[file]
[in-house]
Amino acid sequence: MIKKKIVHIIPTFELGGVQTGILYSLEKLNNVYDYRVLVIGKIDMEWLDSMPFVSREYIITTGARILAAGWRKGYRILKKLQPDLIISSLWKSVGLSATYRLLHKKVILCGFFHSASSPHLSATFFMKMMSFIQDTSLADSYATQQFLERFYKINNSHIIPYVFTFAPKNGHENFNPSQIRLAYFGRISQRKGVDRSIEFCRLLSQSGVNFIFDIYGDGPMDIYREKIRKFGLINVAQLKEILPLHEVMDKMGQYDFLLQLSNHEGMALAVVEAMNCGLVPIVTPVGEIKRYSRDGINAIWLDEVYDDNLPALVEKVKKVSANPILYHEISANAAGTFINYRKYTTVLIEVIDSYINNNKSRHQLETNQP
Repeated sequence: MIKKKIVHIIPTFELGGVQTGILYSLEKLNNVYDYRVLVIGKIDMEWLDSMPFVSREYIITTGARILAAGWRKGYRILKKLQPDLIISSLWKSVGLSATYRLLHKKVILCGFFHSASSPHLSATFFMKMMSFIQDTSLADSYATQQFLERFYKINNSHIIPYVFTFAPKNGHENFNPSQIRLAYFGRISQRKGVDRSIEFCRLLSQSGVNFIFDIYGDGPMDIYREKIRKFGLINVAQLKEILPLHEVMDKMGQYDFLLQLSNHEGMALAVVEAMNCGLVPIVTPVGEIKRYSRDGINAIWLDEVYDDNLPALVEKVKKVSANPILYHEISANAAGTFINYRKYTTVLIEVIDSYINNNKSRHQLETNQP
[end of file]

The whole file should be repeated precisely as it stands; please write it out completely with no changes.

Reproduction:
[in-house]
Amino acid sequence: MIKKKIVHIIPTFELGGVQTGILYSLEKLNNVYDYRVLVIGKIDMEWLDSMPFVSREYIITTGARILAAGWRKGYRILKKLQPDLIISSLWKSVGLSATYRLLHKKVILCGFFHSASSPHLSATFFMKMMSFIQDTSLADSYATQQFLERFYKINNSHIIPYVFTFAPKNGHENFNPSQIRLAYFGRISQRKGVDRSIEFCRLLSQSGVNFIFDIYGDGPMDIYREKIRKFGLINVAQLKEILPLHEVMDKMGQYDFLLQLSNHEGMALAVVEAMNCGLVPIVTPVGEIKRYSRDGINAIWLDEVYDDNLPALVEKVKKVSANPILYHEISANAAGTFINYRKYTTVLIEVIDSYINNNKSRHQLETNQP
Repeated sequence: MIKKKIVHIIPTFELGGVQTGILYSLEKLNNVYDYRVLVIGKIDMEWLDSMPFVSREYIITTGARILAAGWRKGYRILKKLQPDLIISSLWKSVGLSATYRLLHKKVILCGFFHSASSPHLSATFFMKMMSFIQDTSLADSYATQQFLERFYKINNSHIIPYVFTFAPKNGHENFNPSQIRLAYFGRISQRKGVDRSIEFCRLLSQSGVNFIFDIYGDGPMDIYREKIRKFGLINVAQLKEILPLHEVMDKMGQYDFLLQLSNHEGMALAVVEAMNCGLVPIVTPVGEIKRYSRDGINAIWLDEVYDDNLPALVEKVKKVSANPILYHEISANAAGTFINYRKYTTVLIEVIDSYINNNKSRHQLETNQP